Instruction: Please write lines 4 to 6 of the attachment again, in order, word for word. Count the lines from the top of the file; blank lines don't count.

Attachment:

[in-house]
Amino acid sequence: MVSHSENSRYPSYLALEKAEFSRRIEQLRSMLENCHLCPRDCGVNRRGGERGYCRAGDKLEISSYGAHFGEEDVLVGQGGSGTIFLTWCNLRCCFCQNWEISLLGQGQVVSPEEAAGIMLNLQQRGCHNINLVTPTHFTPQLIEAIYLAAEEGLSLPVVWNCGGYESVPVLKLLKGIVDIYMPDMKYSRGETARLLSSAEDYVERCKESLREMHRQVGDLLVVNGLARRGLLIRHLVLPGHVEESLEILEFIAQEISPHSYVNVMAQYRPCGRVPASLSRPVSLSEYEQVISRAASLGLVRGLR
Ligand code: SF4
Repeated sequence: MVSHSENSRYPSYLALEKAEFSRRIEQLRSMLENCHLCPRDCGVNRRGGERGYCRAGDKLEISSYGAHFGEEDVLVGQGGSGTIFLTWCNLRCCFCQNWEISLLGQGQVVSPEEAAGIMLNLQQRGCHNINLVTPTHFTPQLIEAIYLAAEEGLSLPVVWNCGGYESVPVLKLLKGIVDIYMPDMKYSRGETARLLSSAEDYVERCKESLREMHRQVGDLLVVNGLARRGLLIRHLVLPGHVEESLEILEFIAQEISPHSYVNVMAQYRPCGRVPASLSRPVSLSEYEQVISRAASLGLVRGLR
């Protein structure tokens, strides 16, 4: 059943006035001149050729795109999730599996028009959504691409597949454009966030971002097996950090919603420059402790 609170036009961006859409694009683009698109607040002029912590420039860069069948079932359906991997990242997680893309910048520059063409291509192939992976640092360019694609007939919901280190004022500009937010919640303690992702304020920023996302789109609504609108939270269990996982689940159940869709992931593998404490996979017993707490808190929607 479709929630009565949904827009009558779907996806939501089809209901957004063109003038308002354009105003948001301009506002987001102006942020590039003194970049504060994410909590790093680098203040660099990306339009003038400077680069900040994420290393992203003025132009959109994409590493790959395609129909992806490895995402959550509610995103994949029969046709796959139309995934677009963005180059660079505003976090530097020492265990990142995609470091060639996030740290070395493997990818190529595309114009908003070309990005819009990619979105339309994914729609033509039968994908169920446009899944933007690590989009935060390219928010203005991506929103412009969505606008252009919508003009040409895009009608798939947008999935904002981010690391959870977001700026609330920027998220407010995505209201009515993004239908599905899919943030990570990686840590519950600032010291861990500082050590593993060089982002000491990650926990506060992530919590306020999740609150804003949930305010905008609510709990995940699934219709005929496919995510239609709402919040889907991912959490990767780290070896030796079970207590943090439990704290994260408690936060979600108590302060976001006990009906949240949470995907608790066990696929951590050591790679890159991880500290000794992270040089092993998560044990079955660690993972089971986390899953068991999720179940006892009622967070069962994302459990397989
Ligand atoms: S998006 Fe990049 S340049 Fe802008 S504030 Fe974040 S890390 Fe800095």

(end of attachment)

Repeated sequence: MVSHSENSRYPSYLALEKAEFSRRIEQLRSMLENCHLCPRDCGVNRRGGERGYCRAGDKLEISSYGAHFGEEDVLVGQGGSGTIFLTWCNLRCCFCQNWEISLLGQGQVVSPEEAAGIMLNLQQRGCHNINLVTPTHFTPQLIEAIYLAAEEGLSLPVVWNCGGYESVPVLKLLKGIVDIYMPDMKYSRGETARLLSSAEDYVERCKESLREMHRQVGDLLVVNGLARRGLLIRHLVLPGHVEESLEILEFIAQEISPHSYVNVMAQYRPCGRVPASLSRPVSLSEYEQVISRAASLGLVRGLR
């Protein structure tokens, strides 16, 4: 059943006035001149050729795109999730599996028009959504691409597949454009966030971002097996950090919603420059402790 609170036009961006859409694009683009698109607040002029912590420039860069069948079932359906991997990242997680893309910048520059063409291509192939992976640092360019694609007939919901280190004022500009937010919640303690992702304020920023996302789109609504609108939270269990996982689940159940869709992931593998404490996979017993707490808190929607 479709929630009565949904827009009558779907996806939501089809209901957004063109003038308002354009105003948001301009506002987001102006942020590039003194970049504060994410909590790093680098203040660099990306339009003038400077680069900040994420290393992203003025132009959109994409590493790959395609129909992806490895995402959550509610995103994949029969046709796959139309995934677009963005180059660079505003976090530097020492265990990142995609470091060639996030740290070395493997990818190529595309114009908003070309990005819009990619979105339309994914729609033509039968994908169920446009899944933007690590989009935060390219928010203005991506929103412009969505606008252009919508003009040409895009009608798939947008999935904002981010690391959870977001700026609330920027998220407010995505209201009515993004239908599905899919943030990570990686840590519950600032010291861990500082050590593993060089982002000491990650926990506060992530919590306020999740609150804003949930305010905008609510709990995940699934219709005929496919995510239609709402919040889907991912959490990767780290070896030796079970207590943090439990704290994260408690936060979600108590302060976001006990009906949240949470995907608790066990696929951590050591790679890159991880500290000794992270040089092993998560044990079955660690993972089971986390899953068991999720179940006892009622967070069962994302459990397989
Ligand atoms: S998006 Fe990049 S340049 Fe802008 S504030 Fe974040 S890390 Fe800095």